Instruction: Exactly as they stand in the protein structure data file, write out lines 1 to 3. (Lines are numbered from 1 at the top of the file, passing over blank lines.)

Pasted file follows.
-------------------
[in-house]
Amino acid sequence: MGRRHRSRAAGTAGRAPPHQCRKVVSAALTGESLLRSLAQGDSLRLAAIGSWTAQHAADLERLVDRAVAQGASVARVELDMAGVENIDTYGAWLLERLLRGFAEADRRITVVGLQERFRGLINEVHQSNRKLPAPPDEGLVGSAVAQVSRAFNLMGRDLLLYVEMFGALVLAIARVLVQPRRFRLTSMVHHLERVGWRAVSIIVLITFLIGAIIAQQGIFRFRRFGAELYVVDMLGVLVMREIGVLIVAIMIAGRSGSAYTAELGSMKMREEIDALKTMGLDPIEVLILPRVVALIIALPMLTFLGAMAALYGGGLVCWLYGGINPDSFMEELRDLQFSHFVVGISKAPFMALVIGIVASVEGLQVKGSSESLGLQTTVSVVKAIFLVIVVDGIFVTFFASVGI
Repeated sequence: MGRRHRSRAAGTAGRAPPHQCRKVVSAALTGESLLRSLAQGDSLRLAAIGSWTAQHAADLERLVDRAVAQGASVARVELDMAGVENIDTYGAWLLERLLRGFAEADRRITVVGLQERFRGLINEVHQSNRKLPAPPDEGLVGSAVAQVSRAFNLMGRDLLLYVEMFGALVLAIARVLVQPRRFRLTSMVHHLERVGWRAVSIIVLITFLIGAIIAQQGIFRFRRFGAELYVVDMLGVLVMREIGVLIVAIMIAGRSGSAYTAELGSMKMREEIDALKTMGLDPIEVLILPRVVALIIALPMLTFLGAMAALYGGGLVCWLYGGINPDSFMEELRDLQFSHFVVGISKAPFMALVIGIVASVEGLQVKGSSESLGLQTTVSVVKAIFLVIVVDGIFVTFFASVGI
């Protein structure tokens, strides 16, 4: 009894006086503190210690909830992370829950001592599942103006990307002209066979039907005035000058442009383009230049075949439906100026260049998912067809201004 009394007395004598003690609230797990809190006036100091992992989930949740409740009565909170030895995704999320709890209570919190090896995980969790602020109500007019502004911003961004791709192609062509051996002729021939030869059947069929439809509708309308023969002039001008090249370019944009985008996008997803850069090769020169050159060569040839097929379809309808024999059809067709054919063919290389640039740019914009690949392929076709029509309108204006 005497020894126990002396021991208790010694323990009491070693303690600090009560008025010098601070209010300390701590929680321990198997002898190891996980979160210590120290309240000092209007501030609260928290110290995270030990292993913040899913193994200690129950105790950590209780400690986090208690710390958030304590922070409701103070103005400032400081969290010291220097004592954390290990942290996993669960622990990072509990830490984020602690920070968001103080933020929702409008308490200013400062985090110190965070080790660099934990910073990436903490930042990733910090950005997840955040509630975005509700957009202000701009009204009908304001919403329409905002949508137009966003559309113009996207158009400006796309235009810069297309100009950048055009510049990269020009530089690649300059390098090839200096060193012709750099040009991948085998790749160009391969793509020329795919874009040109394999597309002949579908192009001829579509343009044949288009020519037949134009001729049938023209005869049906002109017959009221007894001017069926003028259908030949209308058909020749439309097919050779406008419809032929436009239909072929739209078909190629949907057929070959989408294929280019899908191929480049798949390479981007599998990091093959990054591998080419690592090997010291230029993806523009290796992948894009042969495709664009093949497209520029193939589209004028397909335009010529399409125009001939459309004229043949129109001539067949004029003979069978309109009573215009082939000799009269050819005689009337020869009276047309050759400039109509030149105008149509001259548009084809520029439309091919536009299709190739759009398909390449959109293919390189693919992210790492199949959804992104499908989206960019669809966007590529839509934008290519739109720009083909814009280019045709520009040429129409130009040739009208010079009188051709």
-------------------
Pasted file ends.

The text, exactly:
[in-house]
Amino acid sequence: MGRRHRSRAAGTAGRAPPHQCRKVVSAALTGESLLRSLAQGDSLRLAAIGSWTAQHAADLERLVDRAVAQGASVARVELDMAGVENIDTYGAWLLERLLRGFAEADRRITVVGLQERFRGLINEVHQSNRKLPAPPDEGLVGSAVAQVSRAFNLMGRDLLLYVEMFGALVLAIARVLVQPRRFRLTSMVHHLERVGWRAVSIIVLITFLIGAIIAQQGIFRFRRFGAELYVVDMLGVLVMREIGVLIVAIMIAGRSGSAYTAELGSMKMREEIDALKTMGLDPIEVLILPRVVALIIALPMLTFLGAMAALYGGGLVCWLYGGINPDSFMEELRDLQFSHFVVGISKAPFMALVIGIVASVEGLQVKGSSESLGLQTTVSVVKAIFLVIVVDGIFVTFFASVGI
Repeated sequence: MGRRHRSRAAGTAGRAPPHQCRKVVSAALTGESLLRSLAQGDSLRLAAIGSWTAQHAADLERLVDRAVAQGASVARVELDMAGVENIDTYGAWLLERLLRGFAEADRRITVVGLQERFRGLINEVHQSNRKLPAPPDEGLVGSAVAQVSRAFNLMGRDLLLYVEMFGALVLAIARVLVQPRRFRLTSMVHHLERVGWRAVSIIVLITFLIGAIIAQQGIFRFRRFGAELYVVDMLGVLVMREIGVLIVAIMIAGRSGSAYTAELGSMKMREEIDALKTMGLDPIEVLILPRVVALIIALPMLTFLGAMAALYGGGLVCWLYGGINPDSFMEELRDLQFSHFVVGISKAPFMALVIGIVASVEGLQVKGSSESLGLQTTVSVVKAIFLVIVVDGIFVTFFASVGI